The Undercover Economist

I finished Tim Harford’s book The Undercover Economist the other day. If you’re running an introductory economics course, and looking to set a text explaining how economists think, and how the profession views coffee prices, the value of a statistical life, stock market fluctuations, and world trade, this one would be top of my list.

By contrast, Levitt & Dubner’s Freakonomics is terrific fun, but a bit removed from mainstream economics by dint of its quirkiness, and Landsburg’s The Armchair Economist is now 13 years old, and beginning to show its age.

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6 Responses to The Undercover Economist

  1. Mark Davis says:

    Andrew

    David Warsh has posted an interesting explanation of the success of Freakonomics (http://www.economicprincipals.com/issues/06.10.29.html).
    He concludes that while Freakonomics doesn’t deliver learning in any depth it is “a remarkable evocation of the excitement of being smart, young and on a roll; of the power of economic methods, too … The book, then, is ‘CSI: Economics’ in the manner of the current hit series on US network television, in which sexy Crime Scene Investigation specialists reveal their clever secrets week after week.”

    But like you he concludes that Harford’s book is a better teaching tool: “a veritable microeconomics textbook.”

  2. Steve Edney says:

    I must say I learnt heaps from the undercover economist, whereas freakanomics was more or less novelty stats book. Interesting enough but not actually teaching you anything much about economics.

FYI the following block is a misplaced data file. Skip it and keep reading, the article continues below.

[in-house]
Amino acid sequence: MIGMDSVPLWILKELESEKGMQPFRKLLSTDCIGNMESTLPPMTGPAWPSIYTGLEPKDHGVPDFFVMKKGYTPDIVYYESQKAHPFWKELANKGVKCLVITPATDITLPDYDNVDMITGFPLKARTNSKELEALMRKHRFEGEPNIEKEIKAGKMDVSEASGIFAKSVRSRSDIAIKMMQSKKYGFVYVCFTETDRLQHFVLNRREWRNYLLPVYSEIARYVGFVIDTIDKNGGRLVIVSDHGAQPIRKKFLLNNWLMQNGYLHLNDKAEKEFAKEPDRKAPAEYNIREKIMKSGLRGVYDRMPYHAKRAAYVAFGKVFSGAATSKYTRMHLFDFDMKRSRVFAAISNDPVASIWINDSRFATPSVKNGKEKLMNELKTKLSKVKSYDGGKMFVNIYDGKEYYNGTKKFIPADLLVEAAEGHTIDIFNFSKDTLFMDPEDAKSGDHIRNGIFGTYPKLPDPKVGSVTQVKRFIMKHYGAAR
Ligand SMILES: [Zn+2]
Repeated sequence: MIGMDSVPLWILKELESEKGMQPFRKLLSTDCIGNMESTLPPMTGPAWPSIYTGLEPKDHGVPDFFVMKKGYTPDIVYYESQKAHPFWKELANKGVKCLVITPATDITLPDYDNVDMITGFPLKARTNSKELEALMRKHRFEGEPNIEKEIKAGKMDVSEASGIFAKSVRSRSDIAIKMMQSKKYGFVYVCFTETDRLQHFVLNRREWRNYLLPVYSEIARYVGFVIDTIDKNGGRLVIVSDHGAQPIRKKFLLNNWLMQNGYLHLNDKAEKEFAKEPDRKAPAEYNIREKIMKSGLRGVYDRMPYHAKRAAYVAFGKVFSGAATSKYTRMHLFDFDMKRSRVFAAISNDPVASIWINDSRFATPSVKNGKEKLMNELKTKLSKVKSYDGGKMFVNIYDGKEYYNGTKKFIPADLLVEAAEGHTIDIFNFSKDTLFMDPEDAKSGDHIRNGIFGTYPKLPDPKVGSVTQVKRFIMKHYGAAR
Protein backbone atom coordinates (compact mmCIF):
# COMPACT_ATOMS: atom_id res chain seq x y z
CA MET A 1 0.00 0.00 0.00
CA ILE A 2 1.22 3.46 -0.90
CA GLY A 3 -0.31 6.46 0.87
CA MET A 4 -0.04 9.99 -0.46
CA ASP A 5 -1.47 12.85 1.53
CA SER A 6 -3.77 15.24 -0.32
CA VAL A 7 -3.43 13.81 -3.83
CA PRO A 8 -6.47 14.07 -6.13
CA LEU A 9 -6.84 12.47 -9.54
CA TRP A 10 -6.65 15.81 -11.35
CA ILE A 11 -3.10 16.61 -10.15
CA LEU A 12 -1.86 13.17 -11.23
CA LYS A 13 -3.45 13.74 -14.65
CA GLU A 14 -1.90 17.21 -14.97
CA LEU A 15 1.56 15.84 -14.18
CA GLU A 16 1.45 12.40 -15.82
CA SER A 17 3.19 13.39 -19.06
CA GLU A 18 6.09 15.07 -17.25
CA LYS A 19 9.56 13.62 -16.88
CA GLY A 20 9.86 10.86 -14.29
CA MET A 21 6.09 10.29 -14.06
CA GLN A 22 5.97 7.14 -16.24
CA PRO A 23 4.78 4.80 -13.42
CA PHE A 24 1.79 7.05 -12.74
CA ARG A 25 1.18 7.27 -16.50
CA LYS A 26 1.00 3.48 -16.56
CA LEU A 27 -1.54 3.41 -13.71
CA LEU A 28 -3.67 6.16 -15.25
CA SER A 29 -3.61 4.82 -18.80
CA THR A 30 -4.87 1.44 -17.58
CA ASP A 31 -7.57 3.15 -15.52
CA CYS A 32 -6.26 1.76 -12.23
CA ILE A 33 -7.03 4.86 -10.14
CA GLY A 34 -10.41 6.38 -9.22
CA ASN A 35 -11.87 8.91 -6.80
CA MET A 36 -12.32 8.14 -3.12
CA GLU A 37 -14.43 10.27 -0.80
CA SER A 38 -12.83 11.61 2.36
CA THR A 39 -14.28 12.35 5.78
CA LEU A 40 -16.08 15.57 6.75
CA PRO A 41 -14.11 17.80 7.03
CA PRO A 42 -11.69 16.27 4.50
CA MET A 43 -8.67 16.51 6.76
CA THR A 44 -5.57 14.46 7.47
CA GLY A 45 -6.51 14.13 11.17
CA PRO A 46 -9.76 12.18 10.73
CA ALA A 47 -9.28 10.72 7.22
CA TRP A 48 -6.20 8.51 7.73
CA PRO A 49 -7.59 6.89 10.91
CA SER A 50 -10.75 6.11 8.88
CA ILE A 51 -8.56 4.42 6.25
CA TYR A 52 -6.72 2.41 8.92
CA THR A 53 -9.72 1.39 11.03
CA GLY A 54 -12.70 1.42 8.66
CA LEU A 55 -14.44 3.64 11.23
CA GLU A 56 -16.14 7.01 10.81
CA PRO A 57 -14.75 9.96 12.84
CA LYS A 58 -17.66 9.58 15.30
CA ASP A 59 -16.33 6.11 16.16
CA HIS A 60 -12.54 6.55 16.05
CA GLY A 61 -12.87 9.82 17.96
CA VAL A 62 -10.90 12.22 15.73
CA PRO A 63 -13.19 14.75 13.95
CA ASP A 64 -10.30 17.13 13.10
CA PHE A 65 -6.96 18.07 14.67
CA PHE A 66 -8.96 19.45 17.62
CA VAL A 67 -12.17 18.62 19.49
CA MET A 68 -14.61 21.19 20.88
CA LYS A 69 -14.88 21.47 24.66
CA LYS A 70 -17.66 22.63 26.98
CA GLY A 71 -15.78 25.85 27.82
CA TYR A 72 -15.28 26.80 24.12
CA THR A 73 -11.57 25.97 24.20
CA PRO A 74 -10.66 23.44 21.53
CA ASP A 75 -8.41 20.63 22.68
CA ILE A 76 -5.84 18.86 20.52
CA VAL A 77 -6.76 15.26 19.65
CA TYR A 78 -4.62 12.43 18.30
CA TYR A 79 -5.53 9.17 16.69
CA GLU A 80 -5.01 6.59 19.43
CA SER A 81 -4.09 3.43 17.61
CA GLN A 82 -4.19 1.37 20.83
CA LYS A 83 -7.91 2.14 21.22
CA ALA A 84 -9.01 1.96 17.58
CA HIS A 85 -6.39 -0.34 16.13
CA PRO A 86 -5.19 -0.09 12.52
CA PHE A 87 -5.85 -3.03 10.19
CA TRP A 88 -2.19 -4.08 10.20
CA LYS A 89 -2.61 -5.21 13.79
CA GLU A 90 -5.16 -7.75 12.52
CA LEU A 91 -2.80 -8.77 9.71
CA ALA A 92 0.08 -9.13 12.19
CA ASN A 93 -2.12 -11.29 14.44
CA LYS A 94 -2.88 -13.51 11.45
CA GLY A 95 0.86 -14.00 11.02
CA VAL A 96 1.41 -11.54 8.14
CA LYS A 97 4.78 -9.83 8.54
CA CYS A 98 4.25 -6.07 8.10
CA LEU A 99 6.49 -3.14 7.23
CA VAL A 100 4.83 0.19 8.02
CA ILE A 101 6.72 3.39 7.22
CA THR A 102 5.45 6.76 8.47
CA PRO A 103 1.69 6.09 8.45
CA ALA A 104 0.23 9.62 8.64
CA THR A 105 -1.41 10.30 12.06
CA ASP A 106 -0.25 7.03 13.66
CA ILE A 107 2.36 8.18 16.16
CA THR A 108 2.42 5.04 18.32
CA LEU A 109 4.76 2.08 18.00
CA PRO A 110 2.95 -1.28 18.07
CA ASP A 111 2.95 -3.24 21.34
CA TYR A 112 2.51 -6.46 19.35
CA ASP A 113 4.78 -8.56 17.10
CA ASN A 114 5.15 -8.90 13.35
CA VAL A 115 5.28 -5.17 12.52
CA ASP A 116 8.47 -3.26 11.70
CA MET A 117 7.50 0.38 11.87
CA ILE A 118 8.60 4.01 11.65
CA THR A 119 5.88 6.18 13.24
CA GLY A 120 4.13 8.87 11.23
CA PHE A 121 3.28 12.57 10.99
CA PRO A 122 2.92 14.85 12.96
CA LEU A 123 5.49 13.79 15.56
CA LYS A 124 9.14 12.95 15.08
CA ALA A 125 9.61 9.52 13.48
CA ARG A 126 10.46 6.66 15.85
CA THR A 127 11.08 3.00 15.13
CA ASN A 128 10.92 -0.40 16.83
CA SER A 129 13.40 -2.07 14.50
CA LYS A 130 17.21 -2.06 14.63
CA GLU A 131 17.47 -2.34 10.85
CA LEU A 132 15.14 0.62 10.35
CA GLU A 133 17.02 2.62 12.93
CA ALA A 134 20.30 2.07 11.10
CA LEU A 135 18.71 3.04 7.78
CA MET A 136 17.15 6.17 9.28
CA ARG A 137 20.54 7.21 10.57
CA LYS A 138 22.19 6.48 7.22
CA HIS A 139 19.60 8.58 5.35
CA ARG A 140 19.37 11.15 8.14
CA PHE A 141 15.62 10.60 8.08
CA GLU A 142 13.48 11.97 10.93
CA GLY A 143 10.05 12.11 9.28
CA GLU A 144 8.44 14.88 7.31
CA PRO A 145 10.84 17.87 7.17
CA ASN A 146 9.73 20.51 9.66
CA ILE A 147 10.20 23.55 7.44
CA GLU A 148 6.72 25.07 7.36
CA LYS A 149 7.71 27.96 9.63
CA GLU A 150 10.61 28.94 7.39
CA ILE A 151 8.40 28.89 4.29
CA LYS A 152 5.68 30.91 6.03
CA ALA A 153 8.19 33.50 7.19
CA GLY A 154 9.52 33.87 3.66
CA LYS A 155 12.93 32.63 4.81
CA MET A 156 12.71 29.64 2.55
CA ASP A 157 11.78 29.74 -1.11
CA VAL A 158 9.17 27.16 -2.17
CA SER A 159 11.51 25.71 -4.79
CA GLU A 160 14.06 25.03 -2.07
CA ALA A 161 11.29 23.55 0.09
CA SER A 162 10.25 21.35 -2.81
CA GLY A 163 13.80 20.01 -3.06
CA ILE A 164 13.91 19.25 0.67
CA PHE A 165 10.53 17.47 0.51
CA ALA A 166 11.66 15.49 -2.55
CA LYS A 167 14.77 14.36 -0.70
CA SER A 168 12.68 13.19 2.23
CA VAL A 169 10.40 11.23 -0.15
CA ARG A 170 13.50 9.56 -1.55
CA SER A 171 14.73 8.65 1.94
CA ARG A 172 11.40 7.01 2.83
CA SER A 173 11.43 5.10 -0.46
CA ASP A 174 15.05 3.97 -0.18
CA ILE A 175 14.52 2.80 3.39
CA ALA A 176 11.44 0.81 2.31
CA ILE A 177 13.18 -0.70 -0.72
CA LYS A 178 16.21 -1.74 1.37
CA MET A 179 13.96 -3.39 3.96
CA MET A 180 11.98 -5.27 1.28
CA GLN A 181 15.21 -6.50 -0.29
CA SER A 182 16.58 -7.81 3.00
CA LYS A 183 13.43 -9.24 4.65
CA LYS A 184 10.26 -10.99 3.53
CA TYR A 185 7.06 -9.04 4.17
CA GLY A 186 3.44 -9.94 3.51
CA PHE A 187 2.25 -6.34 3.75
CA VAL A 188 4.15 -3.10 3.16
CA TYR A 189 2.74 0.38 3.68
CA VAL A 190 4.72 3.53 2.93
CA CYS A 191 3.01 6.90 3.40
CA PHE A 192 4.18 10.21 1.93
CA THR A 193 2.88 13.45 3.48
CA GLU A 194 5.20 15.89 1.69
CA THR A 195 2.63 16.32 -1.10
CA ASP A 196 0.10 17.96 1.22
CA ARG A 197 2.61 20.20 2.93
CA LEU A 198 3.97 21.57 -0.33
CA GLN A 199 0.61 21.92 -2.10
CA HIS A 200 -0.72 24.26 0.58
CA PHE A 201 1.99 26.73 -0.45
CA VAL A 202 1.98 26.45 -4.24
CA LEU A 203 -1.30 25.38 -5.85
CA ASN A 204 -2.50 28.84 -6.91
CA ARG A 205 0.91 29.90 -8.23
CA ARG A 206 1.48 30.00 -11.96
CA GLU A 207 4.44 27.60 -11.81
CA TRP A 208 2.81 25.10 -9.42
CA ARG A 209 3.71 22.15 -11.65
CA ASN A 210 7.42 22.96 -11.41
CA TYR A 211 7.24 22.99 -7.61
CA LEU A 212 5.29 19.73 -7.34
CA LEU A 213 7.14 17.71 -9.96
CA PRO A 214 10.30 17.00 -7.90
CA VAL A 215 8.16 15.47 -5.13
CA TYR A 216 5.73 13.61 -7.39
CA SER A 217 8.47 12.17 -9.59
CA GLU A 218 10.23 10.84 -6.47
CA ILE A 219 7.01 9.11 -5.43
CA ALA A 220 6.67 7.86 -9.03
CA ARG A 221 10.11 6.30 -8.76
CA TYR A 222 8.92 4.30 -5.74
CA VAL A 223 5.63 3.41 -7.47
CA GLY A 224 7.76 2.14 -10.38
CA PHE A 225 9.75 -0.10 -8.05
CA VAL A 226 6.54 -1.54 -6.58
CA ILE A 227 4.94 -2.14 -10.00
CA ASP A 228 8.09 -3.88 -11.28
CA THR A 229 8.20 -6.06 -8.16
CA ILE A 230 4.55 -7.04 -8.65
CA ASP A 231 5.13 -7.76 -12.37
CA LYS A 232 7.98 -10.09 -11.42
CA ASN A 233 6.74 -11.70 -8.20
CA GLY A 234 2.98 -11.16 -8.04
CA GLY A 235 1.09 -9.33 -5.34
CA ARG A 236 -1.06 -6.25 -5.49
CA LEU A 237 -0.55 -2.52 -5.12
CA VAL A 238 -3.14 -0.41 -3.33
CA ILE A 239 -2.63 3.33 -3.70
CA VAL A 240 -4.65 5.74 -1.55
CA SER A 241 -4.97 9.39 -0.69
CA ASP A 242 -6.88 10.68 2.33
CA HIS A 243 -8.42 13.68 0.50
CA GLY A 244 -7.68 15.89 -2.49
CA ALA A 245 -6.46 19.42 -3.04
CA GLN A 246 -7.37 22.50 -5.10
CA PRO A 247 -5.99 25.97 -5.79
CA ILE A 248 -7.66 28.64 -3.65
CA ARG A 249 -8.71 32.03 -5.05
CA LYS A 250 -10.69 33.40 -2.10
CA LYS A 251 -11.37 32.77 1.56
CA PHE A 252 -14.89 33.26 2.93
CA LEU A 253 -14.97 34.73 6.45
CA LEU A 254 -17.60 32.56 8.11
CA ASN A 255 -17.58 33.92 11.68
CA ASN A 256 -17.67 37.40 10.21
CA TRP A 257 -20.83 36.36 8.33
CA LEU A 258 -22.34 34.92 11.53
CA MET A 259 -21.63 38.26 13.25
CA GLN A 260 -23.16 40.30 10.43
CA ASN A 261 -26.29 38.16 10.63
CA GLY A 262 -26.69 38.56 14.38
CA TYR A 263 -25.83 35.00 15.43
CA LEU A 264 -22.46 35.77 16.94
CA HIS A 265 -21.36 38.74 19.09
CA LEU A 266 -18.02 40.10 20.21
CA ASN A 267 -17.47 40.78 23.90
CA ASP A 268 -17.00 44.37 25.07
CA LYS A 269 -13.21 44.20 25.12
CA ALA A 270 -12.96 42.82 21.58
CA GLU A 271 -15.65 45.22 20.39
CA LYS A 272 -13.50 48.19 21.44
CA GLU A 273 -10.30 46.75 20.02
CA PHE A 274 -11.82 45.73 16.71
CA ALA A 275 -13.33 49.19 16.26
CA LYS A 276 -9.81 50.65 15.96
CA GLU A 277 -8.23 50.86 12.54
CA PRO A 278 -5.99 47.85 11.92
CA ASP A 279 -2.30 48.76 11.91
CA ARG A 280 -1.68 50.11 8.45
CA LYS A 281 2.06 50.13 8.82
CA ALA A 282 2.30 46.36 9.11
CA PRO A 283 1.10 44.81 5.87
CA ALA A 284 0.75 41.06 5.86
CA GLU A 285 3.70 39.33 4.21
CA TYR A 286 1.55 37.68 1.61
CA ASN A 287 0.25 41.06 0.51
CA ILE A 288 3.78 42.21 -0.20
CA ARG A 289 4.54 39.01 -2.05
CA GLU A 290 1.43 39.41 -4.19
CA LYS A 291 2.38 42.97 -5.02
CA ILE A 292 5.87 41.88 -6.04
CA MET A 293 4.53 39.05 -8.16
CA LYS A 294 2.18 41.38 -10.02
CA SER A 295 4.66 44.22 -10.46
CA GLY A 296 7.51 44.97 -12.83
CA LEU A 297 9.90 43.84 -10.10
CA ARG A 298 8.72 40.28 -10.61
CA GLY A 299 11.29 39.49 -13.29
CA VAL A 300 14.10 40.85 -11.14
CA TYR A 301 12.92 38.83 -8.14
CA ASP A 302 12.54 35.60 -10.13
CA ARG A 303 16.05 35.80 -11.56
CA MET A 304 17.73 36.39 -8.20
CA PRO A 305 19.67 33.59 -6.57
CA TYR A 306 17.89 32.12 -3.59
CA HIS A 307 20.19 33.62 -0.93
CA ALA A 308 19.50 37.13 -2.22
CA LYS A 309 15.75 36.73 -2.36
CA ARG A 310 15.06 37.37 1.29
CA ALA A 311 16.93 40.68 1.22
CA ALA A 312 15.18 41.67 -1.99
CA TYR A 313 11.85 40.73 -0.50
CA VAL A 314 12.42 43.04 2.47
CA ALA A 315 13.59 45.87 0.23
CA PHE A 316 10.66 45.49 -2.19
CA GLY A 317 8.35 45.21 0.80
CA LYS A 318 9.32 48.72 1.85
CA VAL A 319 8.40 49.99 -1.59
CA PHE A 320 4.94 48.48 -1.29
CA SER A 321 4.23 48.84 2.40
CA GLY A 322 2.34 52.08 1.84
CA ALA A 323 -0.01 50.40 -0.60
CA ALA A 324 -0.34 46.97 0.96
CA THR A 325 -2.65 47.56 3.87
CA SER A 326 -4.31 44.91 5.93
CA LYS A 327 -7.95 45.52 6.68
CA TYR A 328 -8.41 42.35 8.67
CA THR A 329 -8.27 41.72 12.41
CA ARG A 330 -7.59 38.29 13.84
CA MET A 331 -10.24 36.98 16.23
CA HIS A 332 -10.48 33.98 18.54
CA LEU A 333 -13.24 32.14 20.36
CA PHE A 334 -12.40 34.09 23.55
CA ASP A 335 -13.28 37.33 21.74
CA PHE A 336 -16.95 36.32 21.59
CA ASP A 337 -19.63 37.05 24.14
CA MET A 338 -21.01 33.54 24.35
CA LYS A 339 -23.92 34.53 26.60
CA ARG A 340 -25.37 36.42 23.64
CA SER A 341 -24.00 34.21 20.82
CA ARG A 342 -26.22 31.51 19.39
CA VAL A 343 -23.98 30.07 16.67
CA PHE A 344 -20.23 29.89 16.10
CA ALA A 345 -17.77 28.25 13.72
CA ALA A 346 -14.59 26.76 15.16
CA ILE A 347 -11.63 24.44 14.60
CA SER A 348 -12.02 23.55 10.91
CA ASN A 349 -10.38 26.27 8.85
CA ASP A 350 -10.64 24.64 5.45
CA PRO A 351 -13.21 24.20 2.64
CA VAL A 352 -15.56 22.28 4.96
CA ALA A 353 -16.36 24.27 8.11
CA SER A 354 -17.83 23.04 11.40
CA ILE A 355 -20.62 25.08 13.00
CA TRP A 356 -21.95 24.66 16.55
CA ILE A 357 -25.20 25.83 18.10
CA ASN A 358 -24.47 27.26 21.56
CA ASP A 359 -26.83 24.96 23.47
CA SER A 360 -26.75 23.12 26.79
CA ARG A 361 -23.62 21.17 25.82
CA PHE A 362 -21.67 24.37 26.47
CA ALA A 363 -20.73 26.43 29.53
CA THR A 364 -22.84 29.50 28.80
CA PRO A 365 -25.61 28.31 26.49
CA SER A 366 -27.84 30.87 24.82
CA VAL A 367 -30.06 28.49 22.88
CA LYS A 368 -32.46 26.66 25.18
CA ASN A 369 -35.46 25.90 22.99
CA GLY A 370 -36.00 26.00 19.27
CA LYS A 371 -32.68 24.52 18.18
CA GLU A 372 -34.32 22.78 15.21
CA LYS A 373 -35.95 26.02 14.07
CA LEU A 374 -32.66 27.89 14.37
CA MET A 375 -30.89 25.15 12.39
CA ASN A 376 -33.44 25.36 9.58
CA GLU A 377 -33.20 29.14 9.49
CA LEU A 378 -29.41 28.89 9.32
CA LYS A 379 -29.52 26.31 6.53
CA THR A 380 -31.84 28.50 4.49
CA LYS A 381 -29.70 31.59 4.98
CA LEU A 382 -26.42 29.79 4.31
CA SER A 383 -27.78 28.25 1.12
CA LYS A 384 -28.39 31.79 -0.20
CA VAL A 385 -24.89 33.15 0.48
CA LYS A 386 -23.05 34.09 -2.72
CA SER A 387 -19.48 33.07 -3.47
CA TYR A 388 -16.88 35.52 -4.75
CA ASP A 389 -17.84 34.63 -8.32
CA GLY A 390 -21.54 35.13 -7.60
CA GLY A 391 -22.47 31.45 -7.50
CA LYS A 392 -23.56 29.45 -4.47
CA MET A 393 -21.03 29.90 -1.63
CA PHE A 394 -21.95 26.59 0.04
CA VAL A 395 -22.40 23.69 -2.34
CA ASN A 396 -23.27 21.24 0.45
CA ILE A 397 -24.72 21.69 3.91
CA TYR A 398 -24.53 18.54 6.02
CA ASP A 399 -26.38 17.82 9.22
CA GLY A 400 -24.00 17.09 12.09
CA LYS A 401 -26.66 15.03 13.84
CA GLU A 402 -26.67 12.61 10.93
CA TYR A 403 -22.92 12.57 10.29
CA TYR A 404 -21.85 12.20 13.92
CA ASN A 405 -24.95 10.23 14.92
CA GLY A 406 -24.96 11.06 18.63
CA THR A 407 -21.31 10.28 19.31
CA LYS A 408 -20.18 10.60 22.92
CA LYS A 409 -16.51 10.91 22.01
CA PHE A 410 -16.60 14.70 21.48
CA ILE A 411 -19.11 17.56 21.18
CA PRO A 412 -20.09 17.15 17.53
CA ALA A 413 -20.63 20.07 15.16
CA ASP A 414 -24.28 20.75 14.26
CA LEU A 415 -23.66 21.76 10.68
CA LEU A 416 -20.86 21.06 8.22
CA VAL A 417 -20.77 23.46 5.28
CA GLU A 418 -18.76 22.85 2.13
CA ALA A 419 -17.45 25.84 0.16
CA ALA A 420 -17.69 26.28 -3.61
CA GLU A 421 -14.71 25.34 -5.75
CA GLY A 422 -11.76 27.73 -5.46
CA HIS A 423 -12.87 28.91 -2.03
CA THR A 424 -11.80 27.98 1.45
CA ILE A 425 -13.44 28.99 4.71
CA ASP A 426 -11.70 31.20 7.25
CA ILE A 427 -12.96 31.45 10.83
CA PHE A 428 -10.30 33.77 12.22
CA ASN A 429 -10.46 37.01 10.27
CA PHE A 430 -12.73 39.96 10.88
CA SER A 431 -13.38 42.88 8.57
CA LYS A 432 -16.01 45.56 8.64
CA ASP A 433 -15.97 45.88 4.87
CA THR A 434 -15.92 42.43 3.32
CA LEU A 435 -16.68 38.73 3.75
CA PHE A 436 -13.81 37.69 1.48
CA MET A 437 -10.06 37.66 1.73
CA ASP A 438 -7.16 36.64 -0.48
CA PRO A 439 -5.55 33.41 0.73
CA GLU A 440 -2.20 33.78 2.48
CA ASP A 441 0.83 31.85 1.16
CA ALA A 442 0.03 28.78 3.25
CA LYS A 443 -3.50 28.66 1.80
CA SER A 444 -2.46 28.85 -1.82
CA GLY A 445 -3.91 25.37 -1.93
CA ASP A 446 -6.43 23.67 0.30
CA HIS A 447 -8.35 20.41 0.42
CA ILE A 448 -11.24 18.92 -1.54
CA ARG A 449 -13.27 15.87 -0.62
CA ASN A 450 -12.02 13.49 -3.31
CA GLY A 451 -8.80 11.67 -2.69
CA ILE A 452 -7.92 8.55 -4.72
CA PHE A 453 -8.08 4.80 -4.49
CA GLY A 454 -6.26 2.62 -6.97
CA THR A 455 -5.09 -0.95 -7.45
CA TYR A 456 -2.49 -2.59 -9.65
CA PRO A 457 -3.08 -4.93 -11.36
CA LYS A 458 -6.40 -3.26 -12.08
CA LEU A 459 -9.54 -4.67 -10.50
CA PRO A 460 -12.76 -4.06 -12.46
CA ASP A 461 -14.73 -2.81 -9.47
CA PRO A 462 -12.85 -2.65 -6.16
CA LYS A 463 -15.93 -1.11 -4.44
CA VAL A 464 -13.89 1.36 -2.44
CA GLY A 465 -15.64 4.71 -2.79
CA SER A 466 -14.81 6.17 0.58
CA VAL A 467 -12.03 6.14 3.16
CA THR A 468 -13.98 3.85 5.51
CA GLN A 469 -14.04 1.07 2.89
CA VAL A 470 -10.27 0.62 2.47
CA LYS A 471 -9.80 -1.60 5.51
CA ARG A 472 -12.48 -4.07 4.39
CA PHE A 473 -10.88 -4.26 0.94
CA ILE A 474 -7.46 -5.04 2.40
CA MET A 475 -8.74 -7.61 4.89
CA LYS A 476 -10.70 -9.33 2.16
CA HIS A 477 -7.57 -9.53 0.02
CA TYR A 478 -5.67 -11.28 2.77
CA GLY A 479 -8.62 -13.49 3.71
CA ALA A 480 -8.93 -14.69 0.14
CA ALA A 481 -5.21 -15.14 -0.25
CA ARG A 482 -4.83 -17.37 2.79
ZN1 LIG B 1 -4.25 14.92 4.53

I’ve been recommening UE to anyone who wants to understand a bit about economics and the thinking behind it.

  3. Sacha says:

    I really enjoyed Harford’s book and can thoroughly recommend it to anyone as such.

  4. The Undercover Economist is the best intro to economic thinking I’ve seen.

    Freakonomics was enjoyable but it wasn’t really about economics.
    All good researchers or planners and thinkers and managers ask the kind of awkward or counter-intuitive questions and look for data in a way that the Freak people do.

    I’ve noticed that Economists often stumble upon issues or theories and think they have invented it and call it economics but they neglect to see that others, psychologists, sociologists, epidemiologists, even politicians, and so on have been dealing with the same issues for decades and coming up with similar answers.

    What is it about the hubris of economists?

  5. Christine says:

    I suspect other fields do it too, FXH – I’ve certainly seen some criminology, sociology and politics that ignores any contributions in economics. I think that’s just bad research, really, though admittedly you just can’t reference everything in a paper, even if you have read it. And I suspect if you reference lots of sociology papers in an article you want published in an economics journal, you would reduce your chances of publication.

    A book titled ‘Economics is Everywhere’ by Daniel Hammermesh landed on my desk the other day. Seems to be a mostly micro textbook with addition of “vignettes inspired by everyday events from news articles, films, family and popular culture”. An example from back blurb is: “Some private universities are putting cemeteries next to their buildings and selling off plots to alumni. How should the elasticity of demand and the opportunity cost of the land affect the price of the burial plots?”

    Haven’t read it yet, but am inclined to think well of it given the author.

  6. Hamer’s Economics is Everywhere is a great book, but it more a supplement to a textbook rather than a primary textbook. For what it is worth, my own recommendations for micro textbooks can be found here:

    http://economicsgeek.blogspot.com/2006/10/so-you-want-to-learn-some.html .

    As an aside, my recommendations for game theory textbooks can be found here:

    http://economicsgeek.blogspot.com/2006/10/so-you-want-to-learn-some-game-theory.html .

    Disclosure: I was taught by Prof Hamermesh and TAed for him for one semester.

    Regards,

    Damien.

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